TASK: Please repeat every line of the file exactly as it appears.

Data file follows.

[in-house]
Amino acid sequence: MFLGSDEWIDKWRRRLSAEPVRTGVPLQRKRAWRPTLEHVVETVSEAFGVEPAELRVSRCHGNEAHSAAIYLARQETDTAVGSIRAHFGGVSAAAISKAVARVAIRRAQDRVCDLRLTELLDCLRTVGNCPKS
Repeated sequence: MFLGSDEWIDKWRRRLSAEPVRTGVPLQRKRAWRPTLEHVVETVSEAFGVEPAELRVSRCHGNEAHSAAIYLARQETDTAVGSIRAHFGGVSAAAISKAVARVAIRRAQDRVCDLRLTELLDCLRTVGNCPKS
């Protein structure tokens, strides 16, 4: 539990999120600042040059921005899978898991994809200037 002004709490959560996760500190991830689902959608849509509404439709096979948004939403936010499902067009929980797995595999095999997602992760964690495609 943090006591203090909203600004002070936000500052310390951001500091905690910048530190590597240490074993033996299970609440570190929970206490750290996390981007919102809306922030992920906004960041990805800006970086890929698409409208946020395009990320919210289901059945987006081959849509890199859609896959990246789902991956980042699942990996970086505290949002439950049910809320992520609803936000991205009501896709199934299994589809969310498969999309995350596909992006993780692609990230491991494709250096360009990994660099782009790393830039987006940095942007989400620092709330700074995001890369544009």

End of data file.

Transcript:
[in-house]
Amino acid sequence: MFLGSDEWIDKWRRRLSAEPVRTGVPLQRKRAWRPTLEHVVETVSEAFGVEPAELRVSRCHGNEAHSAAIYLARQETDTAVGSIRAHFGGVSAAAISKAVARVAIRRAQDRVCDLRLTELLDCLRTVGNCPKS
Repeated sequence: MFLGSDEWIDKWRRRLSAEPVRTGVPLQRKRAWRPTLEHVVETVSEAFGVEPAELRVSRCHGNEAHSAAIYLARQETDTAVGSIRAHFGGVSAAAISKAVARVAIRRAQDRVCDLRLTELLDCLRTVGNCPKS
């Protein structure tokens, strides 16, 4: 539990999120600042040059921005899978898991994809200037 002004709490959560996760500190991830689902959608849509509404439709096979948004939403936010499902067009929980797995595999095999997602992760964690495609 943090006591203090909203600004002070936000500052310390951001500091905690910048530190590597240490074993033996299970609440570190929970206490750290996390981007919102809306922030992920906004960041990805800006970086890929698409409208946020395009990320919210289901059945987006081959849509890199859609896959990246789902991956980042699942990996970086505290949002439950049910809320992520609803936000991205009501896709199934299994589809969310498969999309995350596909992006993780692609990230491991494709250096360009990994660099782009790393830039987006940095942007989400620092709330700074995001890369544009």